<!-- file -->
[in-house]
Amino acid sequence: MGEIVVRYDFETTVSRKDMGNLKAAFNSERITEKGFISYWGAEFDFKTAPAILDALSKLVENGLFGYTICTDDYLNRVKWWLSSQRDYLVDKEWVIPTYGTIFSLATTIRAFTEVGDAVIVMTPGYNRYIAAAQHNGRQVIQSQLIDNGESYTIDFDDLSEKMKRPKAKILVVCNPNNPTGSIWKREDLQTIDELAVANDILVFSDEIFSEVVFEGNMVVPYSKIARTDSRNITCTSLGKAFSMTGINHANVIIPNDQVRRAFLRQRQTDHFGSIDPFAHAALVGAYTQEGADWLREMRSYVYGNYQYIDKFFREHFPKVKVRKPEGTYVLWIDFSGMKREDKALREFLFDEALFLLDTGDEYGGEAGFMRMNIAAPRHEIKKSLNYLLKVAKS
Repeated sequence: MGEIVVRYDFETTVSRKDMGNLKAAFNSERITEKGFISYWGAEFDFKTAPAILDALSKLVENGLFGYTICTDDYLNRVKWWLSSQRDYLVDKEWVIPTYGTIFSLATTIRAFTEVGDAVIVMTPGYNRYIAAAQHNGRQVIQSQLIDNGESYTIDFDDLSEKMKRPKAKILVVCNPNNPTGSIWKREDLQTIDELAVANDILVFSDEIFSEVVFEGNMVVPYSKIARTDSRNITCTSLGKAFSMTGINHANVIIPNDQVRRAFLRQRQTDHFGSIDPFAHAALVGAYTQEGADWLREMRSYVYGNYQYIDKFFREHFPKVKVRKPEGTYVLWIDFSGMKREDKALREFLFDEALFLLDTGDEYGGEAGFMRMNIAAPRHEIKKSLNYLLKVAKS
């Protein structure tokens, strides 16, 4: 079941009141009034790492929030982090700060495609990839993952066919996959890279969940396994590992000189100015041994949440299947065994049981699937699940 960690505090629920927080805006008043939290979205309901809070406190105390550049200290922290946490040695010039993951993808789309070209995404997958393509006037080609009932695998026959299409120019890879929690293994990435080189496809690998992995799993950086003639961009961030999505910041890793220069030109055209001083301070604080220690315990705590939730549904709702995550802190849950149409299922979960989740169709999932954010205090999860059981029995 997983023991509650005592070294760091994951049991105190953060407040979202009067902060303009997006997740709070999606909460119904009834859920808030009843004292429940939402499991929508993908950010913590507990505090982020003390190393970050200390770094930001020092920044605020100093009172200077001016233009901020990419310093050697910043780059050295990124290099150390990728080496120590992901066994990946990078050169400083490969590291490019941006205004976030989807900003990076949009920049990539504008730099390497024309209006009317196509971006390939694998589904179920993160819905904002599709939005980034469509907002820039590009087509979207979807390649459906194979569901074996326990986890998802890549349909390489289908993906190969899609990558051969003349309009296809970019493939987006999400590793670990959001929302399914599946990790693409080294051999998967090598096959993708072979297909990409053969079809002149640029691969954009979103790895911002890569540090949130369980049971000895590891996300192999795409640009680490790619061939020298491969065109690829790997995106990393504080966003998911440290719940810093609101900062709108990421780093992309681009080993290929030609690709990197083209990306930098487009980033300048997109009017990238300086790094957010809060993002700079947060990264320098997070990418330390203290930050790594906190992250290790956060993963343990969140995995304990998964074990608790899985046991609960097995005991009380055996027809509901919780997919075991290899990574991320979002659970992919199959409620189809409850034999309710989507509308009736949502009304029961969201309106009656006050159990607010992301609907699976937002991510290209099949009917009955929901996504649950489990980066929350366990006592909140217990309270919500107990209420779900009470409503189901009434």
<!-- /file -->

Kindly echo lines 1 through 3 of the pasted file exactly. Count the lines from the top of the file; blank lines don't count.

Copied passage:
[in-house]
Amino acid sequence: MGEIVVRYDFETTVSRKDMGNLKAAFNSERITEKGFISYWGAEFDFKTAPAILDALSKLVENGLFGYTICTDDYLNRVKWWLSSQRDYLVDKEWVIPTYGTIFSLATTIRAFTEVGDAVIVMTPGYNRYIAAAQHNGRQVIQSQLIDNGESYTIDFDDLSEKMKRPKAKILVVCNPNNPTGSIWKREDLQTIDELAVANDILVFSDEIFSEVVFEGNMVVPYSKIARTDSRNITCTSLGKAFSMTGINHANVIIPNDQVRRAFLRQRQTDHFGSIDPFAHAALVGAYTQEGADWLREMRSYVYGNYQYIDKFFREHFPKVKVRKPEGTYVLWIDFSGMKREDKALREFLFDEALFLLDTGDEYGGEAGFMRMNIAAPRHEIKKSLNYLLKVAKS
Repeated sequence: MGEIVVRYDFETTVSRKDMGNLKAAFNSERITEKGFISYWGAEFDFKTAPAILDALSKLVENGLFGYTICTDDYLNRVKWWLSSQRDYLVDKEWVIPTYGTIFSLATTIRAFTEVGDAVIVMTPGYNRYIAAAQHNGRQVIQSQLIDNGESYTIDFDDLSEKMKRPKAKILVVCNPNNPTGSIWKREDLQTIDELAVANDILVFSDEIFSEVVFEGNMVVPYSKIARTDSRNITCTSLGKAFSMTGINHANVIIPNDQVRRAFLRQRQTDHFGSIDPFAHAALVGAYTQEGADWLREMRSYVYGNYQYIDKFFREHFPKVKVRKPEGTYVLWIDFSGMKREDKALREFLFDEALFLLDTGDEYGGEAGFMRMNIAAPRHEIKKSLNYLLKVAKS